If, after considering other housing options, you have decided to remain in an eligible home or to move into a new home, you may want to consider a Home Equity Conversion Mortgage (HECM) – more commonly known as a reverse mortgage – as a source of retirement income.
One method for freeing home equity for other uses is to downsize your home as a part of moving. Downsizing could mean either moving to a smaller home, or moving into a similar-sized home in a less expensive community.
Long-term care spending represents one of the most severe spending shocks that can impact retirees.
A common argument for claiming Social Security early is that the program is about to be dramatically overhauled, but it seems rather unlikely that any impending reforms would leave near retirees with significant reductions to benefits.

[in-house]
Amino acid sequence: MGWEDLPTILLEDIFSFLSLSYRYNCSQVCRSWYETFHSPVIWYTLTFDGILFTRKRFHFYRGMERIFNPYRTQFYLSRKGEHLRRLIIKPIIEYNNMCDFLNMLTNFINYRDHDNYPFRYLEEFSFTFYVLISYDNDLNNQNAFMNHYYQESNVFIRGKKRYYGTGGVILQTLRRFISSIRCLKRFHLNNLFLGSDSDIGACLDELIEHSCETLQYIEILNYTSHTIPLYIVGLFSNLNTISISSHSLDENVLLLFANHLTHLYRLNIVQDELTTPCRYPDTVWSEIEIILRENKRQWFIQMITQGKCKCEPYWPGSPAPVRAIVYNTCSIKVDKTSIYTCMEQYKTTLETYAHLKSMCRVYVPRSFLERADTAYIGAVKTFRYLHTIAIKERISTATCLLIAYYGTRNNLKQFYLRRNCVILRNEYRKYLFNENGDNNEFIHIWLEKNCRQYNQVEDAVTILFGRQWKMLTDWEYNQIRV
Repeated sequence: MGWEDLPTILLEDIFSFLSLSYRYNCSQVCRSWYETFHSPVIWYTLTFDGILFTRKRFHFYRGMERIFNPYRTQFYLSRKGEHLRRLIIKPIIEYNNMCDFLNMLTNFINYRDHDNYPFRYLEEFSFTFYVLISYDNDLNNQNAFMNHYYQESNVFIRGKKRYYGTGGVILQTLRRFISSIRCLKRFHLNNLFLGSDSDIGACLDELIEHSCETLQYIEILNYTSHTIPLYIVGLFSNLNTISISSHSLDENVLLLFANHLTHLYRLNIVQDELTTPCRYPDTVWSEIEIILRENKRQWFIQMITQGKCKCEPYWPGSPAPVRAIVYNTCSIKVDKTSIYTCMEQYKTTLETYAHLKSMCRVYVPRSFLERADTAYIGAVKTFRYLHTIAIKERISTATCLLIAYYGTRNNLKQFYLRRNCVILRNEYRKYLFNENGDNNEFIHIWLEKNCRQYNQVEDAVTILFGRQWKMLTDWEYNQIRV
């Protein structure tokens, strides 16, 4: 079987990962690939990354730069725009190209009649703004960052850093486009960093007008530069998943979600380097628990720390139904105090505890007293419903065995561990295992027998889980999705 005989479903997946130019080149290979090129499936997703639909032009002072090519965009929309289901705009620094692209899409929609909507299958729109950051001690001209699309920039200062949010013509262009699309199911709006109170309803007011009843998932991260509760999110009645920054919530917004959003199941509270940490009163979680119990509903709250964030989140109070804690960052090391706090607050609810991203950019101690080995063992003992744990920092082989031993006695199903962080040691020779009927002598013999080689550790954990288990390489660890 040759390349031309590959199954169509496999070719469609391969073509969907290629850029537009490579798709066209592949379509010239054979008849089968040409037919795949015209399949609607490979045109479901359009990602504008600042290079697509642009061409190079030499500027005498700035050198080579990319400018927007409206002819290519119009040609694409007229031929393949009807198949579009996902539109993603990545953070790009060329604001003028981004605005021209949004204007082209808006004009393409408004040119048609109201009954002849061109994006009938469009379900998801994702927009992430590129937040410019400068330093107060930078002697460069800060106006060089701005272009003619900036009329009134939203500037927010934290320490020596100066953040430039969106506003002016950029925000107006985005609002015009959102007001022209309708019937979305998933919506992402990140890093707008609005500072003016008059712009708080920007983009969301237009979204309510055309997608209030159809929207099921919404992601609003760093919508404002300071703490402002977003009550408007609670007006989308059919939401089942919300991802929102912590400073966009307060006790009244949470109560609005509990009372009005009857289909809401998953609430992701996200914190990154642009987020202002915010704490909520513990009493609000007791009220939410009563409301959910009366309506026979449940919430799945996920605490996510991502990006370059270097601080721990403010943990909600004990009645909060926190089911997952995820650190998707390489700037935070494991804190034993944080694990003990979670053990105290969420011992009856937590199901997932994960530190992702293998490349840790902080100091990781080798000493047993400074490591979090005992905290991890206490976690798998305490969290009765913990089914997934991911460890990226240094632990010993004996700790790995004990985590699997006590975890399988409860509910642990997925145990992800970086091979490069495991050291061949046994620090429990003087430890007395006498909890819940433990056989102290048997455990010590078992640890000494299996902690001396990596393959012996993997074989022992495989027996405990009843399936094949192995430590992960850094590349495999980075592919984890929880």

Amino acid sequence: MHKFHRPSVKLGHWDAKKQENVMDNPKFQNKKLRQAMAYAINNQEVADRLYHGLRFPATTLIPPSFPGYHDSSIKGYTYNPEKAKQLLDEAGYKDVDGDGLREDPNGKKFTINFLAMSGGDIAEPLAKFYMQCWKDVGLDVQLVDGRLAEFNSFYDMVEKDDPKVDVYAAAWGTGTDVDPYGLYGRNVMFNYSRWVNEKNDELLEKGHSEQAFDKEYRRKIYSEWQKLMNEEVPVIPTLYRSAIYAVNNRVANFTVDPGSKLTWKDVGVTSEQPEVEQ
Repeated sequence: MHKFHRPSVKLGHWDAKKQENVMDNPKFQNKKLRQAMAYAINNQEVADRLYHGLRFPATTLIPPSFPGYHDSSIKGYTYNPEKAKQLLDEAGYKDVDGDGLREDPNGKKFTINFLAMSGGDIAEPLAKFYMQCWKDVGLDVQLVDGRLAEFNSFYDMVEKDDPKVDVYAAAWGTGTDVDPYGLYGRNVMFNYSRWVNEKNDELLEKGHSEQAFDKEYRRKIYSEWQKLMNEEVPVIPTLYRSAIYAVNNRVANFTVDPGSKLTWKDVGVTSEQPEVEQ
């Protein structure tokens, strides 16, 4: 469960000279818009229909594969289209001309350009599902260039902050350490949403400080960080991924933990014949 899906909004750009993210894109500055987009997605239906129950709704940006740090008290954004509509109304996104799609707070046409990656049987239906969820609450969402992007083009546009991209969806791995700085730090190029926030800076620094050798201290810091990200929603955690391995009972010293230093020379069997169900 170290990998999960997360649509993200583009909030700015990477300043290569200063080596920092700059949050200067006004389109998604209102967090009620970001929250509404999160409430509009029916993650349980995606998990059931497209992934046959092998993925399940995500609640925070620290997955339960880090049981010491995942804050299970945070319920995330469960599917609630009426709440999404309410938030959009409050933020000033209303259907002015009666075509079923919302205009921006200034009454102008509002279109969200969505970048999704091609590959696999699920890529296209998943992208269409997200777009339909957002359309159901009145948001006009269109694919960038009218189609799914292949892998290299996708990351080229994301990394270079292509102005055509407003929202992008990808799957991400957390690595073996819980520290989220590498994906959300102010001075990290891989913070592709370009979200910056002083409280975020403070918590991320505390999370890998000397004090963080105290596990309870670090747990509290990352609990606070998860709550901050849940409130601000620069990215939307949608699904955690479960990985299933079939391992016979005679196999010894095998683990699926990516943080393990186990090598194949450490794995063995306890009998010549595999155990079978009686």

Reverse mortgages provide the ability to borrow a portion of your home equity without being required to repay the loan until the owner has permanently left it.
Believe it or not, legitimate arguments exist for claiming Social Security early.
Delaying Social Security can potentially contribute to an overall tax strategy for retirement. Every case is different, but generally speaking, when you add taxes to the mix, the case for delaying Social Security becomes even stronger than usual.
A final frame for viewing the Social Security claiming decision is as an annuity purchase.
One way to view the decision to delay Social Security as an “investment” is by using a present value calculation to identify which strategy can provide the most lifetime Social Security benefits and which strategy creates the lowest funding needs for your investment portfolio. This calculation requires deciding on a time horizon and a discount rate.
The alternative to treating Social Security as insurance is to view it as an investment, or as a gamble on how long one lives. This can be problematic.